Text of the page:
14 October 2013

Smart tools for climate change adaptation

Do companies need to develop their operations to adapt to ongoing climate change? Several activities currently under way in Mistra-SWECIA are aimed at finding out how climate change will affect markets and the economy. A national macroeconomic climate model is on the drawing table.

A growing body of research shows, according to the latest IPCC report, that we face a warming climate with rising sea levels. Here in Sweden, precipitation is increasing. Tyréns, the consulting company, and the Krinova Science Park in Kristianstad have seen that business owners in Skåne need to adapt their operations to climate change. This part of Sweden is low-lying, with a long coast, and there are many companies in the farming and food sectors.

Jointly with Krinova, Tyréns is seeking to develop a process tool that can help individual companies perform financial analyses based on different climate scenarios. Mistra-SWECIA is a partner in the project.

‘Tyréns’ approach is very interesting. We’re taking part as a knowledge partner,’ says Oskar Wallgren, a researcher in Mistra-SWECIA.

Mistra-SWECIA is carrying out research on how society’s various sectors can adjust to future climate change. The current project is entitled ‘A Changing Climate for Business’ and Krinova is the project owner.

‘Decision-makers in the business sector are a partially forgotten group in the literature. Not much has been written about them, and they are often bundled with other decision-makers, although their behaviour differs in many essential respects from the ways in which politicians or government agencies conduct themselves,’ Wallgren says.

Insurance companies getting stricter
Maria Larsson, a climate expert at Tyréns, sees the new tool as addressing six sides of business that are subject to the impact of climate change: logistics, production processes, properties (if located near water, for example), market changes, employees, and financial and insurance aspects. She has already seen examples of how insurance companies in Skåne are tightening up on homeowners who suffer flooding, and demanding that they take protective measures.

In Larsson’s view, climate change adaptation may involve both minimising risks and perceiving opportunities. If there is a drought in Europe it affects market prices, and Swedish growers can benefit from this fact. Forest companies can also be favoured by climate change.

‘Up to now, the focus has been on risks. And there are heavy costs associated with a changed climate. But there’s been less discussion of the opportunities. For companies, it’s important to look at both sides,’ Larsson thinks.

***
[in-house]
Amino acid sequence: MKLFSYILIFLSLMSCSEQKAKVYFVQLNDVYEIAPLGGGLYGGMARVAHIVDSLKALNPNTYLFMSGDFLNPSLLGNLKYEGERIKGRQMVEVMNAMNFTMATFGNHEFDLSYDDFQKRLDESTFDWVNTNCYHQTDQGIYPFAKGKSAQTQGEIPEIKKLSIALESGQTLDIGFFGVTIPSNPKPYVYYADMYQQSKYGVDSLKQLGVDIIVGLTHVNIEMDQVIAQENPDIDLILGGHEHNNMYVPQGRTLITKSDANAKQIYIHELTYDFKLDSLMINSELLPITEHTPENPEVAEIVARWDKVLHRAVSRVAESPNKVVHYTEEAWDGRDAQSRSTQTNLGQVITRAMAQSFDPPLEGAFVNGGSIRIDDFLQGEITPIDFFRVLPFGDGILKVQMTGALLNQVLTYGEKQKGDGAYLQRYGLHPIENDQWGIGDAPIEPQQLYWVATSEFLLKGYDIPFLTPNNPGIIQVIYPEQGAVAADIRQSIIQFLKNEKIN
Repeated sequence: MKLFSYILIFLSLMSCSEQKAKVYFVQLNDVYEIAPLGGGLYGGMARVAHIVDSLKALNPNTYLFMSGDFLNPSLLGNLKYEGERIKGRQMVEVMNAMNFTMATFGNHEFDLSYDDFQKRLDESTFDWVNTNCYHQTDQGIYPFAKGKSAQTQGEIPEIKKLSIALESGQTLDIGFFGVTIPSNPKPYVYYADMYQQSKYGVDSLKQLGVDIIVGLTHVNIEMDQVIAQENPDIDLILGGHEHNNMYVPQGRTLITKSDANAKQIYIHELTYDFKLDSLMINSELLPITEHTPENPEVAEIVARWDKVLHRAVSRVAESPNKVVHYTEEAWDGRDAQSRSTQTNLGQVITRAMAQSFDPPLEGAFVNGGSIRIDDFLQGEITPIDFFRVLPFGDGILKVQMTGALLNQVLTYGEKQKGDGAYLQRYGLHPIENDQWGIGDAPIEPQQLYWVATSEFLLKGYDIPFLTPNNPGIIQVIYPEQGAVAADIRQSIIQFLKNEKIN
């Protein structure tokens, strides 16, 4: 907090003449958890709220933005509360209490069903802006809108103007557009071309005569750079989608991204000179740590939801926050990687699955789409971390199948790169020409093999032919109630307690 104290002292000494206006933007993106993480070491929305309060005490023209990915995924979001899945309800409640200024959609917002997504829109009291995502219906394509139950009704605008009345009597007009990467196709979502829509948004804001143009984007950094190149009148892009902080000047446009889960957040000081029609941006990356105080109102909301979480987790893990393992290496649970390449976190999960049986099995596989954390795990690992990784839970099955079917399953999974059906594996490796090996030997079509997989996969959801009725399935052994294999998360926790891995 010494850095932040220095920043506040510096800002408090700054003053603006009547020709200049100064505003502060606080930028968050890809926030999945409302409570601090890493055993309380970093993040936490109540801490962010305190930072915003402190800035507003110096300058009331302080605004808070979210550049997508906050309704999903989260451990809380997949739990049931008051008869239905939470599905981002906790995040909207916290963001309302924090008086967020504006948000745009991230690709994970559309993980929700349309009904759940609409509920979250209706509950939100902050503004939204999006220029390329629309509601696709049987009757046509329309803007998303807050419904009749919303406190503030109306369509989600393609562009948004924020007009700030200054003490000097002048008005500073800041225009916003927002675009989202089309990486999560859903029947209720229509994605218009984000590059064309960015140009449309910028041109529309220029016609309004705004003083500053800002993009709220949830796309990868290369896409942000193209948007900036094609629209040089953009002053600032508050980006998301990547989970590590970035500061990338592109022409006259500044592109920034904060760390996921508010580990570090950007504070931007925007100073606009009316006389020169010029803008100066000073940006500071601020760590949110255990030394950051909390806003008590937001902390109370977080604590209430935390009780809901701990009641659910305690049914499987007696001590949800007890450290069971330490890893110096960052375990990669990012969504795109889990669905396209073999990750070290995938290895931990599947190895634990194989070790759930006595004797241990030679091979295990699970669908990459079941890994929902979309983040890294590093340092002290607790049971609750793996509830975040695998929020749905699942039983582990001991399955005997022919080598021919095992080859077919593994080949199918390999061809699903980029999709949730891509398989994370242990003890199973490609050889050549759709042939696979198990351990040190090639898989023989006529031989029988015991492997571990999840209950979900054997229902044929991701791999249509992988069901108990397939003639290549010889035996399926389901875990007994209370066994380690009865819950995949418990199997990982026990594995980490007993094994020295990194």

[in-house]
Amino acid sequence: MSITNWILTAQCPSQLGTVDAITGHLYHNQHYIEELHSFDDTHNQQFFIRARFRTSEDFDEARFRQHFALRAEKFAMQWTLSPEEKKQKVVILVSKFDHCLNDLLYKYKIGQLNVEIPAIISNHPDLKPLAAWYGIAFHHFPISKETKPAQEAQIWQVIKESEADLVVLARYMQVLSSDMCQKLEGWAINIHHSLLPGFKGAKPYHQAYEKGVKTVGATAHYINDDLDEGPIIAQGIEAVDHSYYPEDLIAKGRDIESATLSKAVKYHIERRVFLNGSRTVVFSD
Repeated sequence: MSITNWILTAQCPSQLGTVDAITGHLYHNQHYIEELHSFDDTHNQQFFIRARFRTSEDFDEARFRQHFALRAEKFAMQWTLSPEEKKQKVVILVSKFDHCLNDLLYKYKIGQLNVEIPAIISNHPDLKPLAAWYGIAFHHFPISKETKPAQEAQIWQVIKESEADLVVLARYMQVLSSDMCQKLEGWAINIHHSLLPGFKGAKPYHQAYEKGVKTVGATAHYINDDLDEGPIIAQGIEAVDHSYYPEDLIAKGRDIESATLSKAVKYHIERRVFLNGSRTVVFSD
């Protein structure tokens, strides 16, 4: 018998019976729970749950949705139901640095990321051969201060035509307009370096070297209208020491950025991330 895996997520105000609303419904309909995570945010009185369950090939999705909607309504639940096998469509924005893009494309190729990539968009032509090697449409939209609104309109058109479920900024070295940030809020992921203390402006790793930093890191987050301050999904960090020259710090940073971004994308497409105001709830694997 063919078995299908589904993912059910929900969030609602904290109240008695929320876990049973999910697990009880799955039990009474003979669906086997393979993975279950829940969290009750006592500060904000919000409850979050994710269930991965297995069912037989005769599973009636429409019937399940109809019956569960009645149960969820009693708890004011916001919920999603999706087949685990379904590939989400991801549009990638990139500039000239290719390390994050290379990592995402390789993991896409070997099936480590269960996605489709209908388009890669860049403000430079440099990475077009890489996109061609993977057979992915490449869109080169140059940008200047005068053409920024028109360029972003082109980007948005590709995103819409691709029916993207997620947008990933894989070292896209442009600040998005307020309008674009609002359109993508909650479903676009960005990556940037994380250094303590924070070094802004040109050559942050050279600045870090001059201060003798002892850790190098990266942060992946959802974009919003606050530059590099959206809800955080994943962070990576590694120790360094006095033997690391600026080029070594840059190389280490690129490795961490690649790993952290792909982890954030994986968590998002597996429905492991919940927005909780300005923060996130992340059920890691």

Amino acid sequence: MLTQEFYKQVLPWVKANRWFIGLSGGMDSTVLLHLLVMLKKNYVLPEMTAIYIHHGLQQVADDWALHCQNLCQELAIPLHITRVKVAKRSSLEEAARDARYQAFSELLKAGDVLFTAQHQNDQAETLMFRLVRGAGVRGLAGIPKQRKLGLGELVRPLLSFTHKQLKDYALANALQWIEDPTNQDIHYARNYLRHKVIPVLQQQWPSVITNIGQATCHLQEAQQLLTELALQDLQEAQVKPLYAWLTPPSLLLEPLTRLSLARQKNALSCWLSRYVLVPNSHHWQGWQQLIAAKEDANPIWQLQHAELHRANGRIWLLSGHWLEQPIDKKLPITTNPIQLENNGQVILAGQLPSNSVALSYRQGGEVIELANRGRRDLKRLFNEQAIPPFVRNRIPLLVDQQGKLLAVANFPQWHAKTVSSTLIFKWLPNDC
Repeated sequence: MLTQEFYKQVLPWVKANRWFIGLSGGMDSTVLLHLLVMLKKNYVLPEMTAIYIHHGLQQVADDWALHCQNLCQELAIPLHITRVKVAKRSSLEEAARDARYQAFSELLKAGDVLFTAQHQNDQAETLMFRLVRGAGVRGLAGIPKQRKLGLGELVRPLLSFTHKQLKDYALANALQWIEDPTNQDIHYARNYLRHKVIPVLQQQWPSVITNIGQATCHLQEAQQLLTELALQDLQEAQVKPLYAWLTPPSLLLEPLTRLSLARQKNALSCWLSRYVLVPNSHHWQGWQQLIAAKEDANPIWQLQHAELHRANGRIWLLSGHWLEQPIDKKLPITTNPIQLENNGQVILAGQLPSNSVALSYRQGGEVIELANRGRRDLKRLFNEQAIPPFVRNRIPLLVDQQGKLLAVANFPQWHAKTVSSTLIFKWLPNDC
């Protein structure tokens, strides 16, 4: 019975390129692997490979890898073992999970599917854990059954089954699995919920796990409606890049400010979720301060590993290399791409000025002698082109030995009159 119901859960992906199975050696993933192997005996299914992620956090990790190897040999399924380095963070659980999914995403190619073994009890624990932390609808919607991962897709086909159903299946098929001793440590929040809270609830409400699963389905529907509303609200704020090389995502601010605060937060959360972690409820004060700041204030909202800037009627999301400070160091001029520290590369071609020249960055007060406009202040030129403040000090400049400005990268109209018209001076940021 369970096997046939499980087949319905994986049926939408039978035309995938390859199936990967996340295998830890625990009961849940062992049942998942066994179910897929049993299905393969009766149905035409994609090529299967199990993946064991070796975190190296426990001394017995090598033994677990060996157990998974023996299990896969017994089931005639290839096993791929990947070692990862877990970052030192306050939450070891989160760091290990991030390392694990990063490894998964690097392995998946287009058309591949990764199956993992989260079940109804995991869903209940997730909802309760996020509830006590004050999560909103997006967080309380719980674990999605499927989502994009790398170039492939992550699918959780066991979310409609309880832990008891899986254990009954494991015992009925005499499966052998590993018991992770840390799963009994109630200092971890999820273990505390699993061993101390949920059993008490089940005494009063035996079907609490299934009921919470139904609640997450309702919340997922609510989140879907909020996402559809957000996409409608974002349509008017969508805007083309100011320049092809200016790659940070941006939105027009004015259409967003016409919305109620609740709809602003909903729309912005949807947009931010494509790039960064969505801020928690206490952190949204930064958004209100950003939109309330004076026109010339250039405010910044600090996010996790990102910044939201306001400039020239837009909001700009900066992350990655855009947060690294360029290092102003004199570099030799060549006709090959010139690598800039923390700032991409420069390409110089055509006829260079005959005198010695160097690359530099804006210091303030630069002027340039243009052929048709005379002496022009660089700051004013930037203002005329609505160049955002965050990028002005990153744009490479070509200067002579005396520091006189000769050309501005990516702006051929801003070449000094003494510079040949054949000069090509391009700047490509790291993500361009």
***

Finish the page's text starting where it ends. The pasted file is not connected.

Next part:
Businesses in the value chain of food, land and forest, in particular, were invited to a joint conference that took place on 3 October in Kristianstad. The conference marked the start of the project. Mistra-SWECIA’s Programme Director, Markku Rummukainen, and its chairman Bengt Holgersson attended it, as did Maria Larsson. The primary aim is to find out what needs businesses may have. Perhaps symptomatically, one of the participants is a winegrower who sees a warmer climate as offering opportunities.

Global carbon tax one way forward
Introducing a carbon tax in as many of the world’s countries as possible is the best way of tackling climate change. This view is held by John Hassler and Per Krusell, researchers in Mistra-SWECIA. Both men recently attended a seminar at SNS, the Centre for Business and Policy Studies, about the climate and the economy. The researchers show that it is relatively easy to work out the optimal rate of carbon tax.

Three crucial factors determine how high the tax should be: how much ongoing damage is being done to the economy, how long carbon dioxide stats in the atmosphere and how highly we value future generations’ prosperity. The present-day Swedish carbon tax is at roughly the right level if future generations’ prosperity is valued highly. The researchers also assert that carbon tax at this level constitute no threat to growth and international competitiveness. They have jointly published a popular-scientific version of a report at SNS.

Forestry in a new climate
Recently, Mistra-SWECIA also arranged an excursion on the theme of forests and silviculture in a changed climate. In September, 50 forest decision-makers and researchers spent two days in the forests around Skinnskatteberg in Bergslagen. Joining the excursion were forest owners large and small, advisors and officials from the Swedish Forest Agency and other agencies, and researchers from Mistra-SWECIA and the Mistra programme Future Forests.

‘There were very productive encounters between researchers and decision-makers. It wasn’t primarily an event for disseminating Mistra-SWECIA’s research, but more of a meeting-place, which was good. My view is that funders are more often interested in getting a comprehensive picture of the overall research situation than in hearing about individual research findings,’ says Oskar Wallgren, who headed the excursion.

Text: Thomas Heldmark, Vetenskapsjournalisterna

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